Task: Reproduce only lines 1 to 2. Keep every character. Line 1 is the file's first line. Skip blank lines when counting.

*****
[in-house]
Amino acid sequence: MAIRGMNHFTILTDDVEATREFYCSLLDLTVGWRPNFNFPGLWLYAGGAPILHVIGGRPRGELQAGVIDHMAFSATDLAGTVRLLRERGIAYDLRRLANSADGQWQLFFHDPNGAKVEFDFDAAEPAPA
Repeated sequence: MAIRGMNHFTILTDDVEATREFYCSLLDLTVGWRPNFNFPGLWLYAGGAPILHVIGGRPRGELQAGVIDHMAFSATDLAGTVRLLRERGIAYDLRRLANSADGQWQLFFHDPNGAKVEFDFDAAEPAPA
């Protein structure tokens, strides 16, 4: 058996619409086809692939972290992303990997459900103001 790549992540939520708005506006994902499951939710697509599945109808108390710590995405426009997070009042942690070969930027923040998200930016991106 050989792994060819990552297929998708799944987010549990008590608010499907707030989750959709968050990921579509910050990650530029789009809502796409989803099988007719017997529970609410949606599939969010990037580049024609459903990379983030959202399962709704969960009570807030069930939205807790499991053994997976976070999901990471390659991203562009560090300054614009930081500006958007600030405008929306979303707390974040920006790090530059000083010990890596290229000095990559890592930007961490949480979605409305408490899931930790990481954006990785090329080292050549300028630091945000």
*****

[in-house]
Amino acid sequence: MAIRGMNHFTILTDDVEATREFYCSLLDLTVGWRPNFNFPGLWLYAGGAPILHVIGGRPRGELQAGVIDHMAFSATDLAGTVRLLRERGIAYDLRRLANSADGQWQLFFHDPNGAKVEFDFDAAEPAPA